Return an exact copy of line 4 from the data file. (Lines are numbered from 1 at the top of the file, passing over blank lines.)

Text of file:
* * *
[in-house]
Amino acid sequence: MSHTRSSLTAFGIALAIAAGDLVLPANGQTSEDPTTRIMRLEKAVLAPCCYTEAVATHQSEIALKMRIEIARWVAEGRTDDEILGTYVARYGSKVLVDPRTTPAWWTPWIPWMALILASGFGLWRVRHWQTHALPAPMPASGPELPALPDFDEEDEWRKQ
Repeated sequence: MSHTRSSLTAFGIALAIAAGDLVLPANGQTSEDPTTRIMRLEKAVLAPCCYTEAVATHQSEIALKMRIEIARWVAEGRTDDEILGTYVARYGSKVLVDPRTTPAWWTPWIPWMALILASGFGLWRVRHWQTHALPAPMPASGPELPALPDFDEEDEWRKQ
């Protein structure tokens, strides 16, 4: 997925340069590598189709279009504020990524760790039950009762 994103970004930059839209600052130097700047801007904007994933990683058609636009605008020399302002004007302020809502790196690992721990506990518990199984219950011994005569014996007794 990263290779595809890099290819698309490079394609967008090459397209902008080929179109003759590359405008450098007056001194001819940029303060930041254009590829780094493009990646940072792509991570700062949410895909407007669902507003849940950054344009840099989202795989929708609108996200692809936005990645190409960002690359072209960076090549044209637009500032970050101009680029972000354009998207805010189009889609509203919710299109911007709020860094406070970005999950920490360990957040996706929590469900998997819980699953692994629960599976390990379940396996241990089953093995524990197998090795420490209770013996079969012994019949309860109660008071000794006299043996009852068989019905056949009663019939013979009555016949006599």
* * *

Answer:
């Protein structure tokens, strides 16, 4: 997925340069590598189709279009504020990524760790039950009762 994103970004930059839209600052130097700047801007904007994933990683058609636009605008020399302002004007302020809502790196690992721990506990518990199984219950011994005569014996007794 990263290779595809890099290819698309490079394609967008090459397209902008080929179109003759590359405008450098007056001194001819940029303060930041254009590829780094493009990646940072792509991570700062949410895909407007669902507003849940950054344009840099989202795989929708609108996200692809936005990645190409960002690359072209960076090549044209637009500032970050101009680029972000354009998207805010189009889609509203919710299109911007709020860094406070970005999950920490360990957040996706929590469900998997819980699953692994629960599976390990379940396996241990089953093995524990197998090795420490209770013996079969012994019949309860109660008071000794006299043996009852068989019905056949009663019939013979009555016949006599």